|Sand Hutton shown within North Yorkshire|
|OS grid reference|
|Sovereign state||United Kingdom|
|Postcode district||YO41 1|
|EU Parliament||Yorkshire and the Humber|
The village is mentioned in the Domesday Book as Hottune in the Bulford hundred. Before the Norman invasion the manor was shared between Sprot and Gospatric, son of Arnketil. Afterwards they were split between the Crown and Hugh, son Baldric who installed Wulfbert of Hutton as lord of the manor. The latter part of the manor passed eventually to the Mowbray family until 1604 when the title became unused. The other part of the manor was in the possession of the Percy family of Kildale in the early 13th century. Other families that had possession included the Grays of York and the Thwaite family.
The manor was once owned by an eccentric Englishman, Sir Robert Walker, Bt. He had his own narrow gauge steam railway, which provided transport around his large estate, and a fire brigade.
The name is derived from Old English words hoh and -tun meaning a hill or spur of projecting land (hill) and settlement. The prefix Sand was added later to denote the type of soil in the area and distinguish it from other Huttons in the area.
The village lies within the Thirsk and Malton UK Parliament constituency. It also lies within the Hovingham & Sheriff Hutton electoral ward of North Yorkshire County Council and the Ryedale South West ward of Ryedale District Council.
The Parish Council has six members with representation split equally between the two villages of the Parish.
The village is located almost halfway between the A64 and A166 to the east of York. The nearest settlements are Claxton 1.1 miles (1.8 km) to the north and Upper Helmsley 1 mile (1.6 km) to the south.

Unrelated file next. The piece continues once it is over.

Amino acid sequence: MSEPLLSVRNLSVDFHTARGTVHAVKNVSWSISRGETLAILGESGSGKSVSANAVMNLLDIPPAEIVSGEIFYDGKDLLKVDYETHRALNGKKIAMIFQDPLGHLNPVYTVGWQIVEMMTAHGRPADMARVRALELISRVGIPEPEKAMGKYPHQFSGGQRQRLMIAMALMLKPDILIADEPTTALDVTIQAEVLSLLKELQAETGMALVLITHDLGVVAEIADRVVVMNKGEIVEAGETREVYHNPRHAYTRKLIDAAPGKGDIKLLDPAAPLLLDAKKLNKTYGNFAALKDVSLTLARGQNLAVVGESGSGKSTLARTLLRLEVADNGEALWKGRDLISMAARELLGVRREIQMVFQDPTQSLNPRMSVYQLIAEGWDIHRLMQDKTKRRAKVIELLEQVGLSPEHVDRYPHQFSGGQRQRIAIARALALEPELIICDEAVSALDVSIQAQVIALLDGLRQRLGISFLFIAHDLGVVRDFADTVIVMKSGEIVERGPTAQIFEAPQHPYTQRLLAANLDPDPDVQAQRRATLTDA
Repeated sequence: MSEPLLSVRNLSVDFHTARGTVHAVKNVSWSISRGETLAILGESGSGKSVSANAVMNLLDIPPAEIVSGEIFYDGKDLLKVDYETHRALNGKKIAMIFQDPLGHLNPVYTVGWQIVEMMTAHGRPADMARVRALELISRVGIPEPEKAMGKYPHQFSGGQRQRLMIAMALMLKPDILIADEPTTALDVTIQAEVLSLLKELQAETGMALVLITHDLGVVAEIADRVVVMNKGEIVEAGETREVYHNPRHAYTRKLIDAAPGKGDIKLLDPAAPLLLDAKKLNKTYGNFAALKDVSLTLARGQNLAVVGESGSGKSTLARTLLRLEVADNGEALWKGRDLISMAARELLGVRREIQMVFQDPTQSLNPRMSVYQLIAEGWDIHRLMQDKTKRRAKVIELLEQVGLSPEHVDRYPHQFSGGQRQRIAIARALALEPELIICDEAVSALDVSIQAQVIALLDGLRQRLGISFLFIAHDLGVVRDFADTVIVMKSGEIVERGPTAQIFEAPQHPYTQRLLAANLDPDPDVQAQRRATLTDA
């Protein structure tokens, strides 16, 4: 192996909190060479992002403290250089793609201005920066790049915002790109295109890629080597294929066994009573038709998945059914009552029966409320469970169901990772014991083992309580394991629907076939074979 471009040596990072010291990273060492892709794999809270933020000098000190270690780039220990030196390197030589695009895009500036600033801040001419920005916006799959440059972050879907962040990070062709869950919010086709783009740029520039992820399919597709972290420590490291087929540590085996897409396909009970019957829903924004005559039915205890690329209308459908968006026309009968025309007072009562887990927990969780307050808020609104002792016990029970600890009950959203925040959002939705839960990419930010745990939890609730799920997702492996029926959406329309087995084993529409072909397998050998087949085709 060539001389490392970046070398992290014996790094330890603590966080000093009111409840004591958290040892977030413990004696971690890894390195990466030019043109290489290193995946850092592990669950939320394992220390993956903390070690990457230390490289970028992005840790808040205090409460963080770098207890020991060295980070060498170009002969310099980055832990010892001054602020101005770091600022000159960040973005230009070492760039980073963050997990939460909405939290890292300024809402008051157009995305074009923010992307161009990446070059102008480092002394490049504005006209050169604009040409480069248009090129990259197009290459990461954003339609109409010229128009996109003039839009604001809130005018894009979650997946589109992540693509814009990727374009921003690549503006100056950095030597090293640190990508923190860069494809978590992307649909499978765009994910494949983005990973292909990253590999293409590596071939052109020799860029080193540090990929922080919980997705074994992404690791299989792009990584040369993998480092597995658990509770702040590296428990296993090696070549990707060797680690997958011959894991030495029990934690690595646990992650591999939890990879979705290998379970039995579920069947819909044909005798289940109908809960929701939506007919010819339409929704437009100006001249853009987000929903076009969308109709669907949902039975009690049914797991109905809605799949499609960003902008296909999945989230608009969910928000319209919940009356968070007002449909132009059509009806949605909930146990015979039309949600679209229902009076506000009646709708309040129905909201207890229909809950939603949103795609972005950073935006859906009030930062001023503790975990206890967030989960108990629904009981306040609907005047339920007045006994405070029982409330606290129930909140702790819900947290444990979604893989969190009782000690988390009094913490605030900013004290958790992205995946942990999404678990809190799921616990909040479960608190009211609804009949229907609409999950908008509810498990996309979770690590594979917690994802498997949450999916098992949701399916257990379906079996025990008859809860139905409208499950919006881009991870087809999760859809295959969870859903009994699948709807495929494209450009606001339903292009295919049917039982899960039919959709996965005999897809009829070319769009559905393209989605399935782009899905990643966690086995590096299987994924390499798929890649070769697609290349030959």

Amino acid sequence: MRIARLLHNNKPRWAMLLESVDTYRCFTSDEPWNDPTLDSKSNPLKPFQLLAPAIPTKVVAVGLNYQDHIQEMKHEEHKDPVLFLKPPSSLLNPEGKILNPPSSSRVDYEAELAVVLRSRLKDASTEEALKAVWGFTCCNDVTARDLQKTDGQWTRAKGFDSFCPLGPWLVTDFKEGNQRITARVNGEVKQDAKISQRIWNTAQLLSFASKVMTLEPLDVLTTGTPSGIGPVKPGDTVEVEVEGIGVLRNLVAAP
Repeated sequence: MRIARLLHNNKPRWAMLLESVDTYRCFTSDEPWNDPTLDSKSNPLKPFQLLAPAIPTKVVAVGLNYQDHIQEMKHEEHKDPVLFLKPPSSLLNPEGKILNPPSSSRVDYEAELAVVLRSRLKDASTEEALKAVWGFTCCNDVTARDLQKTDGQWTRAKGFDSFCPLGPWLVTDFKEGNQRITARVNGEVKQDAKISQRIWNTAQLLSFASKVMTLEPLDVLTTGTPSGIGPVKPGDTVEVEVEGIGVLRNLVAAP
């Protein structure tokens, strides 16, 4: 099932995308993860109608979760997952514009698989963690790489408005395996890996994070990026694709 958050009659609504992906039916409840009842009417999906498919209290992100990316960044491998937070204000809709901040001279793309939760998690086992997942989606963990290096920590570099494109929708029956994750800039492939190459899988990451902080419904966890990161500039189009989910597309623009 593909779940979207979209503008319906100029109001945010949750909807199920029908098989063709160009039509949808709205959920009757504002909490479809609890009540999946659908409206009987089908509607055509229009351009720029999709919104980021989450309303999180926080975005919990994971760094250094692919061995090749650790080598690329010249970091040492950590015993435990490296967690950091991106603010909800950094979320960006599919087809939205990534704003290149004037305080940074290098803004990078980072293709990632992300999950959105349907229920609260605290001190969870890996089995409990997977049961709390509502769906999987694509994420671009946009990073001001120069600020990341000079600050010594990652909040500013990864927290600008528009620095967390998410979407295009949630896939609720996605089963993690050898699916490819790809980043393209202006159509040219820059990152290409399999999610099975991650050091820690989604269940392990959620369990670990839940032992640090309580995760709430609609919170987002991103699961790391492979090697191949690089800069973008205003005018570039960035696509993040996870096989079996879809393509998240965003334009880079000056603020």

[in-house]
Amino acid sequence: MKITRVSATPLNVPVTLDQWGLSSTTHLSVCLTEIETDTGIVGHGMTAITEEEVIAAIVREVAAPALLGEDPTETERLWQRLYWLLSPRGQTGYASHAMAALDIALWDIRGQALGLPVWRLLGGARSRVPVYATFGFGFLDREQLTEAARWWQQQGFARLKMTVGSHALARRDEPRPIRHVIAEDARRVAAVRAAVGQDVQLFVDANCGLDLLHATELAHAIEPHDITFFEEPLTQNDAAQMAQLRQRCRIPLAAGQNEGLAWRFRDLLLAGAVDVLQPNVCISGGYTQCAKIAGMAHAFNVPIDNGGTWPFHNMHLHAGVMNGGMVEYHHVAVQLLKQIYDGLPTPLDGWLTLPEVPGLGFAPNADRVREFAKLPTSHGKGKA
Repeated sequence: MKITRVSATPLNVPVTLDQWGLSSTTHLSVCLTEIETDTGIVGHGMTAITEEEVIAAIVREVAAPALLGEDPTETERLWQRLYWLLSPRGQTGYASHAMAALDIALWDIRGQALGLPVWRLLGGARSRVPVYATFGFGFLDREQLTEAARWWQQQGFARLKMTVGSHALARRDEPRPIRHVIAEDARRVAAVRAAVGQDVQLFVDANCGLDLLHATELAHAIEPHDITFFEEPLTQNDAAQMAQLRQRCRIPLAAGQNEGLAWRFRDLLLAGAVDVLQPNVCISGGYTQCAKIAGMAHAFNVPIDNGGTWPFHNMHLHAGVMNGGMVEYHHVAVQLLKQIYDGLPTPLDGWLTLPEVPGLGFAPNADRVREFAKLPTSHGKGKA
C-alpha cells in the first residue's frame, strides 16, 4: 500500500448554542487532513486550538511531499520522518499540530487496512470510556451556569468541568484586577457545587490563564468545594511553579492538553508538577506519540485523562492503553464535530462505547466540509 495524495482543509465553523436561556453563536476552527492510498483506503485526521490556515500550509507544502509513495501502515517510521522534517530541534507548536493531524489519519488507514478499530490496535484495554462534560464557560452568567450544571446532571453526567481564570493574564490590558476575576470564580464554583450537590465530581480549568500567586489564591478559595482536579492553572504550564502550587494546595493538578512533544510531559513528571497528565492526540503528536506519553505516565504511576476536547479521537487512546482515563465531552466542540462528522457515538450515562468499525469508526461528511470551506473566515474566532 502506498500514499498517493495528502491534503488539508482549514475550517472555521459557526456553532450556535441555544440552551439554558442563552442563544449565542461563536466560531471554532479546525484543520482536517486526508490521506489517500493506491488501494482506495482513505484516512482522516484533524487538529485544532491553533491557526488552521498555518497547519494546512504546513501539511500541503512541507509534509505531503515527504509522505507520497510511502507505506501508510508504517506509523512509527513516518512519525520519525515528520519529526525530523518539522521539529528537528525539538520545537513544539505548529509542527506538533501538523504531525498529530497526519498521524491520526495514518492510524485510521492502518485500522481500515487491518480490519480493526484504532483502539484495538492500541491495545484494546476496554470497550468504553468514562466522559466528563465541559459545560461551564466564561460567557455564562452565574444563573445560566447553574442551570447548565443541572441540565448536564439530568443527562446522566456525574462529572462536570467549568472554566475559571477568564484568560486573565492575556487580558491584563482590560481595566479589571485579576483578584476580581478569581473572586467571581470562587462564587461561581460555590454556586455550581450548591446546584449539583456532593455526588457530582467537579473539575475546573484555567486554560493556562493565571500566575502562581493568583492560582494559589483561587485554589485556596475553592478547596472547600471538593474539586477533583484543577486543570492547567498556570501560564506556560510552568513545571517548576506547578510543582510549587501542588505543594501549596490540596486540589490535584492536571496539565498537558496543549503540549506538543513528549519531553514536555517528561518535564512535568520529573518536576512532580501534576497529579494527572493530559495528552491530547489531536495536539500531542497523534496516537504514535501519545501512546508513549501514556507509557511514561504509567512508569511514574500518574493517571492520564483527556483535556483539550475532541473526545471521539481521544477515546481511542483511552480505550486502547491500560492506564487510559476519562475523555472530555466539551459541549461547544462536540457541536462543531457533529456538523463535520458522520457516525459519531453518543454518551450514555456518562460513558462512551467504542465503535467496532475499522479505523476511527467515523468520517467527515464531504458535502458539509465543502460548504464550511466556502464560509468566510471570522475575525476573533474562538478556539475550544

The 2001 UK Census, which separated the village records, recorded the population of Sand Hutton as 193, of which 158 were over sixteen years of age. There were 81 dwellings of which 54 were detached. By the time of the 2011 Census the population had increased to 213.
The Department for Environment, Food and Rural Affairs's Food and Environment Research Agency is sited at Sand Hutton.
There is a school, Sand Hutton CE Primary, which is in the catchment area of Huntington School in York for secondary education. It serves the villages of Gate Helmsley, Upper Helmsley, Buttercrambe, Harton, Bossall, Claxton and Flaxton. The school was built by Sir James Walker in 1861 and was enlarged by his grandson.
There is a community hall and is located in an area popular with shooting and other field sports. The village and most of the land is owned by the Church of England Commissioners, who bought it from the Walker family. Located east and west of the village there are numerous pits used for fishing. The Community Hall houses a small library.
The village has a church dedicated to St Mary. The modern building was erected between 1840 and 1842. In the churchyard are the remains of the 12th century St Leonards Chapel. Both are Grade II Listed buildings.
- Sand Hutton in the Domesday Book
- "History". Retrieved 18 January 2013.
- Lundy, D. (comp.) (2007). "A genealogical survey of the peerage of Britain as well as the royal families of Europe". thePeerage.com. p. 8066. Retrieved 1 December 2007.
- The Sand Hutton Railway, Railway Magazine Issue 34 (PDF). Voyageur. 1914. pp. 229–236.
- Bulmer's Topography, History and Directory (Private and Commercial) of North Yorkshire 1890. S&N Publishing. 1890. pp. 779, 780. ISBN 1-86150-299-0.
- "Topynomy". Retrieved 18 January 2013.
- Ordnance Survey Open Viewer
- "Parish Council". Retrieved 18 January 2013.
- "2001 UK Census". Retrieved 18 January 2013.
- "Parish population 2011". Retrieved 12 August 2015.
- "Food & Environment Research Agency". Retrieved 18 January 2013.
- "School". Retrieved 18 January 2013.
- "Community Info". Retrieved 18 January 2013.
- "Church listing". Retrieved 18 January 2013.
- "Ruins Listing". Retrieved 18 January 2013.
Media related to Sand Hutton at Wikimedia Commons